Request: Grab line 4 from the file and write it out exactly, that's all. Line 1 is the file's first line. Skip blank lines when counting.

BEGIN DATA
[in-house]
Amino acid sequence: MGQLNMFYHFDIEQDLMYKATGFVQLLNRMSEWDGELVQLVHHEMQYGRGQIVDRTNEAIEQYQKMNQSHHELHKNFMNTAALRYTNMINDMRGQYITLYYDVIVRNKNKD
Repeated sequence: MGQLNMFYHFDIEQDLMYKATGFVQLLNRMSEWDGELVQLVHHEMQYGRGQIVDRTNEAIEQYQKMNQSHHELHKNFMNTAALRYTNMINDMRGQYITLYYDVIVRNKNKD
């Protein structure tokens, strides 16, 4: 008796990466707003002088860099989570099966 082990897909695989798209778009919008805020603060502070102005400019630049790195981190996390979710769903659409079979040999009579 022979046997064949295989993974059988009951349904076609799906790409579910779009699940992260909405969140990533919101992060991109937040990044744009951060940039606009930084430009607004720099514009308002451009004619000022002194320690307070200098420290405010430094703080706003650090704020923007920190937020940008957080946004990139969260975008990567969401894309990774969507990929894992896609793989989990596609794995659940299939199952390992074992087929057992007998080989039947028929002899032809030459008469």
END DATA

């Protein structure tokens, strides 16, 4: 008796990466707003002088860099989570099966 082990897909695989798209778009919008805020603060502070102005400019630049790195981190996390979710769903659409079979040999009579 022979046997064949295989993974059988009951349904076609799906790409579910779009699940992260909405969140990533919101992060991109937040990044744009951060940039606009930084430009607004720099514009308002451009004619000022002194320690307070200098420290405010430094703080706003650090704020923007920190937020940008957080946004990139969260975008990567969401894309990774969507990929894992896609793989989990596609794995659940299939199952390992074992087929057992007998080989039947028929002899032809030459008469």